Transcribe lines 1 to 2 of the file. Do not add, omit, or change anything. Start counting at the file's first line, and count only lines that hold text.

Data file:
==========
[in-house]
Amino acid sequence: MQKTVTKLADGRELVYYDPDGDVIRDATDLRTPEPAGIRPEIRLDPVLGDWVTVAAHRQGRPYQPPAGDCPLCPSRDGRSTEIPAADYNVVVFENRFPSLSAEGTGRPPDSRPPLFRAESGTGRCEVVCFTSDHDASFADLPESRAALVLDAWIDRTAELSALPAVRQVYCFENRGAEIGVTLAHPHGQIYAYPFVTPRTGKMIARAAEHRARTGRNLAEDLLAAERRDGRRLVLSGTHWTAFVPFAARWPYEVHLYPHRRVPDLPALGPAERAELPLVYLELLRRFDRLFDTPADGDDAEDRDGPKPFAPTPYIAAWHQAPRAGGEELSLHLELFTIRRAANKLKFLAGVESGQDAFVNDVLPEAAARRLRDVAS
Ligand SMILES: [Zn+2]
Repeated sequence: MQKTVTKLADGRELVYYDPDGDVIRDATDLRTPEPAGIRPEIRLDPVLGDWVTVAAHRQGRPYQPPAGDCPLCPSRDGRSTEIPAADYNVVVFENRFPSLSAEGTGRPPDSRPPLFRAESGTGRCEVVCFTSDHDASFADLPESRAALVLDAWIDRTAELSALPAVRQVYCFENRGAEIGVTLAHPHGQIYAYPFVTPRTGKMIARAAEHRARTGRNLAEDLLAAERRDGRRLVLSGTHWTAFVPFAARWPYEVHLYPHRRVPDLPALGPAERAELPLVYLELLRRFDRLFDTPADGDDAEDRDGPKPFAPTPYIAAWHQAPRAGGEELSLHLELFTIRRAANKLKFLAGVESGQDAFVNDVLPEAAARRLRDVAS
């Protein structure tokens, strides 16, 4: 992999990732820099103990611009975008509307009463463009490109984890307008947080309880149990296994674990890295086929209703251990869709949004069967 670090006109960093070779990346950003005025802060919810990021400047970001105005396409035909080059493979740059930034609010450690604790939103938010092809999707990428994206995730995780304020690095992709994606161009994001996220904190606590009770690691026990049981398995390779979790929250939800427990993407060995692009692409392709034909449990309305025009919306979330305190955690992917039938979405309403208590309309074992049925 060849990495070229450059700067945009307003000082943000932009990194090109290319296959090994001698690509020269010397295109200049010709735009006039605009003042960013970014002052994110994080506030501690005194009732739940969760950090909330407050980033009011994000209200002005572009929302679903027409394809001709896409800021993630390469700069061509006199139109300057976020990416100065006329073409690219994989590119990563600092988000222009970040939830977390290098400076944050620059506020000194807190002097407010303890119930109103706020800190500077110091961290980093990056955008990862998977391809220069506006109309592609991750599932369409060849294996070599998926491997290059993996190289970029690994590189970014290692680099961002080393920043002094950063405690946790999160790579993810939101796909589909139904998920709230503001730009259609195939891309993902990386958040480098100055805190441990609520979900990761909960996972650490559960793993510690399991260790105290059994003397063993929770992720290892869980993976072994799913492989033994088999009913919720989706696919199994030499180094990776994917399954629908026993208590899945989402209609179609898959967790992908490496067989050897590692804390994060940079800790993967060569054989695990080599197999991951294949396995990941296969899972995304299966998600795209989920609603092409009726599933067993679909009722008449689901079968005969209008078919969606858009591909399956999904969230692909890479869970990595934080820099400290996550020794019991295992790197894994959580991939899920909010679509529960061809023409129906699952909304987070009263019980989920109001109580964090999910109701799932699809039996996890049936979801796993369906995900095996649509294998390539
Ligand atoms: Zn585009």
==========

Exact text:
[in-house]
Amino acid sequence: MQKTVTKLADGRELVYYDPDGDVIRDATDLRTPEPAGIRPEIRLDPVLGDWVTVAAHRQGRPYQPPAGDCPLCPSRDGRSTEIPAADYNVVVFENRFPSLSAEGTGRPPDSRPPLFRAESGTGRCEVVCFTSDHDASFADLPESRAALVLDAWIDRTAELSALPAVRQVYCFENRGAEIGVTLAHPHGQIYAYPFVTPRTGKMIARAAEHRARTGRNLAEDLLAAERRDGRRLVLSGTHWTAFVPFAARWPYEVHLYPHRRVPDLPALGPAERAELPLVYLELLRRFDRLFDTPADGDDAEDRDGPKPFAPTPYIAAWHQAPRAGGEELSLHLELFTIRRAANKLKFLAGVESGQDAFVNDVLPEAAARRLRDVAS